Much has been written about the precarious state of permafrost in the Arctic, but a new interactive scientific paper maps out the extent of permafrost — both on the land and under the water.
Evolving out of the expertise at the Aurora Research Institute and Inuvialuit Innovation, Science and Climate Change, and funded by the United Nations Environmental Programme, the Coastal and Offshore Permafrost Rapid Response Study mapped out differences between parts of the Arctic, identifies knowledge gaps in current understanding of permafrost systems and makes numerous recommendations to help fill them.
“It’s a community of people who have come together to do this assessment,” said Scott Dallimore of the Geological Survey of Canada. “It was meant to be a circumarctic-type assessment. We considered the entire Beaufort coast, Alaska, Yukon, NWT and all aspects of Siberia. A lot of the lead researchers that were involved were Canadian and had worked in Inuvik, and all of us were basically out of the Aurora Research Institute.
“You’ll find a lot of the videos on the website are also Inuvialuit videos. We’re using material that already existed and putting it front and centre on the website.”
Dallimore explained that the western Arctic that includes the Beaufort Delta is unique in the fact there was little to no glaciation in the area during the last ice age, allowing average temperatures of -30C or lower to freeze the ground into permafrost. As the glaciers receded back into the mountains, ocean levels rose, covering much of the permafrost underwater where it remains today.
However, much like the permafrost on the land the submerged permafrost is being thawed out by warmer temperatures, though because most of the focus has been on surface permafrost scientists are still working out the extent and rate of deterioration.
“Most people who live in the communities in the North don’t realize the thickest permafrost accumulations in Canada are actually in the offshore,” said Dallimore, who noted permafrost can be found as deep as 750 metres underground. “You see all these stories about coastal erosion — but really it’s the study and examination of how the coast and the offshore are responding together.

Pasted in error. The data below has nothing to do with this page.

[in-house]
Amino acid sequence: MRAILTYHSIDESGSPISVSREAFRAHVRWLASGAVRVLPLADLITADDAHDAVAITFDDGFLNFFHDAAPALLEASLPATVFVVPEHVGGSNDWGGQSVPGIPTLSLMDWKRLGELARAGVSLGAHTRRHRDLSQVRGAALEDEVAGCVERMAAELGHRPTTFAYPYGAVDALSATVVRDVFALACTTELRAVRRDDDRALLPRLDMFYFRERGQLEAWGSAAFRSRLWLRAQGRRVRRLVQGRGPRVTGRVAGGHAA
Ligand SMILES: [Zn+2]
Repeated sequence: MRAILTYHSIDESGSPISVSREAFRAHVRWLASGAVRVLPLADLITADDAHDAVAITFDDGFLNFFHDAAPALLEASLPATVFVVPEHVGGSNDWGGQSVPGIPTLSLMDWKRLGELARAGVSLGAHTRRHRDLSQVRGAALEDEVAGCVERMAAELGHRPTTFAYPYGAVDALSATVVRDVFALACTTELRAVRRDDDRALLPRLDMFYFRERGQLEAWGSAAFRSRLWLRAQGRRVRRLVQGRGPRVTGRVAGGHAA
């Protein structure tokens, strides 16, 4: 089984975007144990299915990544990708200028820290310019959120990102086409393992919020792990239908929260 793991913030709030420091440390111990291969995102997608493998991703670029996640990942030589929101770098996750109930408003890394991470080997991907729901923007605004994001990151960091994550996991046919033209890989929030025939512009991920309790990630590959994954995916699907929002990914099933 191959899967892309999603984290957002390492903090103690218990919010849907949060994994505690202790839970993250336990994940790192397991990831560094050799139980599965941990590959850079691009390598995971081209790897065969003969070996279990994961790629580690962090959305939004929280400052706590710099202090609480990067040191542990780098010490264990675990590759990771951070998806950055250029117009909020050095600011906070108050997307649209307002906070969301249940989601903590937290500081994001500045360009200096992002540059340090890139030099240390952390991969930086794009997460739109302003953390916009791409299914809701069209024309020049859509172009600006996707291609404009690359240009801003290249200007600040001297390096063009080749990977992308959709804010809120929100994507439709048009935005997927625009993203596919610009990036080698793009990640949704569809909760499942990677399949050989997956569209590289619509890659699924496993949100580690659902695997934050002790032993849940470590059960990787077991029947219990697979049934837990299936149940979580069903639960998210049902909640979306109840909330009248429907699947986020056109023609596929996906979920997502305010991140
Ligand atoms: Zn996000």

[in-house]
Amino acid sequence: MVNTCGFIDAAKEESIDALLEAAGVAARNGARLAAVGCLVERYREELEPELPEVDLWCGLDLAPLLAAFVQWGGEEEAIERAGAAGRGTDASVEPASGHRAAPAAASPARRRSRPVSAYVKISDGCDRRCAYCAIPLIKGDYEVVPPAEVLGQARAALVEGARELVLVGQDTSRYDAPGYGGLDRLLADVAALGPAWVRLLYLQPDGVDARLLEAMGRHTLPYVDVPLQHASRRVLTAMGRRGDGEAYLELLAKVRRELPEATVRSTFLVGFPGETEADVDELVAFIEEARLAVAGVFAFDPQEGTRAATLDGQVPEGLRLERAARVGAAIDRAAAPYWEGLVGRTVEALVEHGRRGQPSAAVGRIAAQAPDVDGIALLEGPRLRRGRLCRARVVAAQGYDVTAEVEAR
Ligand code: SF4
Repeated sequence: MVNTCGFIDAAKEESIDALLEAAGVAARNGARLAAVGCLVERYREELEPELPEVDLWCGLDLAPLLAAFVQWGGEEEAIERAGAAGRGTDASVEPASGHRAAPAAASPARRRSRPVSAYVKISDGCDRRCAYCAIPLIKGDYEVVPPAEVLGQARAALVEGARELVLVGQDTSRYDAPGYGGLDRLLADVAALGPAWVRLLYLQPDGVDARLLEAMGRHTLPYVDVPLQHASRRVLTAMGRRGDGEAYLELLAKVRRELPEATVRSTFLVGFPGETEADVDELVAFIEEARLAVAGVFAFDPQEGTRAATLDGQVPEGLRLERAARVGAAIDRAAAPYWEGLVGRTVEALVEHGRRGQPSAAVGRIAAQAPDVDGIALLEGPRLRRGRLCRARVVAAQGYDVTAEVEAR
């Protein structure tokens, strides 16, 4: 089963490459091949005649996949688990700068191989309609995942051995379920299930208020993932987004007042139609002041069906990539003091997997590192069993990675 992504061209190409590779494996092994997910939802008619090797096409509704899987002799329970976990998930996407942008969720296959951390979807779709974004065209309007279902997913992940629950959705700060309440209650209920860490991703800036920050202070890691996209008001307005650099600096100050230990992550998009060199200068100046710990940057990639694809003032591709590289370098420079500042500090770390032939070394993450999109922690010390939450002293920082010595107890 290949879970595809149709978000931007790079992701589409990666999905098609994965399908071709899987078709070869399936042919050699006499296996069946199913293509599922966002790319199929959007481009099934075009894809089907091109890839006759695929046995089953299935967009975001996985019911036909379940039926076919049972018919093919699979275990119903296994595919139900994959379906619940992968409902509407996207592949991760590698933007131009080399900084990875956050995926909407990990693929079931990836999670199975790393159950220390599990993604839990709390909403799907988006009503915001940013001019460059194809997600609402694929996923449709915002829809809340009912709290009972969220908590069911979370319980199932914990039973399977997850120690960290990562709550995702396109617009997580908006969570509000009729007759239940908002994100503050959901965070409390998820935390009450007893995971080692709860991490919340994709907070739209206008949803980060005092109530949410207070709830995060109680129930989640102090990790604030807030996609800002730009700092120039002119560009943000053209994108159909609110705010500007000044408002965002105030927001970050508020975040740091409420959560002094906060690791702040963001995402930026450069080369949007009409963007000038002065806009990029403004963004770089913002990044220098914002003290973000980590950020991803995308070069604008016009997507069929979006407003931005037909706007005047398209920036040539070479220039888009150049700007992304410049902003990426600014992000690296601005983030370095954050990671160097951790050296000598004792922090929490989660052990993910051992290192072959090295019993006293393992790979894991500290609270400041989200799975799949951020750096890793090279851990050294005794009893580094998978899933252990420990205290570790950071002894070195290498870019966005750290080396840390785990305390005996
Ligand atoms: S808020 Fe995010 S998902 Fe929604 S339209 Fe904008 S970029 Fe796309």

“It’s not just the erosion of Tuktoyaktuk, it’s the landscape behind Tuk, and the Inuvik-Tuktoyaktuk-Highway and the vegetation response and the lakes and what they’re doing, and also the near-shore environment where you had sea level rising and the coast has migrated 120 kilometres inland from where it used to be. There’s this fascinating environment which is really understudied and that’s what we’re trying to draw attention to.”
Also part of the interactive paper is a crowdsource map that readers can add their own observations of climate change and how it is affecting the landscape. Dallimore said having the map would help people direct the researchers where to look.
Most of the recommendations revolve around where to take research next, but also to expand the regional capacity for science and engineering by establishing more coastal science projects and increasing investment for education of youth in the Delta to help Gwich’in and Inuvialuit become more involved in scientific research.